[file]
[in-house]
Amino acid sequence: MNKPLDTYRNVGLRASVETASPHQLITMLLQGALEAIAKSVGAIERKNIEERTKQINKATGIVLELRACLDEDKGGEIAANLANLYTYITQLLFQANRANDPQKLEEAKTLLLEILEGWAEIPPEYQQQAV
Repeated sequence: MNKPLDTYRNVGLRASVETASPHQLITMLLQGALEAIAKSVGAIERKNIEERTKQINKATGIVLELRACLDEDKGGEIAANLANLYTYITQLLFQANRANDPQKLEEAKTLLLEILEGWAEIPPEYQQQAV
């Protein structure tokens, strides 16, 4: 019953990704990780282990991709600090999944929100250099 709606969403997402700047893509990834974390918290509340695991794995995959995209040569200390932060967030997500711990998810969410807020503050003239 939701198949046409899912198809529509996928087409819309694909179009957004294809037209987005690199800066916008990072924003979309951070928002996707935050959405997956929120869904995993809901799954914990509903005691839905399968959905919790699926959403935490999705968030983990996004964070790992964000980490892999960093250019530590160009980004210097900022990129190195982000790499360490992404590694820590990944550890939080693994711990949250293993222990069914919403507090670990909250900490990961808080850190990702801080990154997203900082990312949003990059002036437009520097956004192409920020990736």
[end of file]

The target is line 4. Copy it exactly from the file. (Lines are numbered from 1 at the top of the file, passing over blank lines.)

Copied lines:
């Protein structure tokens, strides 16, 4: 019953990704990780282990991709600090999944929100250099 709606969403997402700047893509990834974390918290509340695991794995995959995209040569200390932060967030997500711990998810969410807020503050003239 939701198949046409899912198809529509996928087409819309694909179009957004294809037209987005690199800066916008990072924003979309951070928002996707935050959405997956929120869904995993809901799954914990509903005691839905399968959905919790699926959403935490999705968030983990996004964070790992964000980490892999960093250019530590160009980004210097900022990129190195982000790499360490992404590694820590990944550890939080693994711990949250293993222990069914919403507090670990909250900490990961808080850190990702801080990154997203900082990312949003990059002036437009520097956004192409920020990736």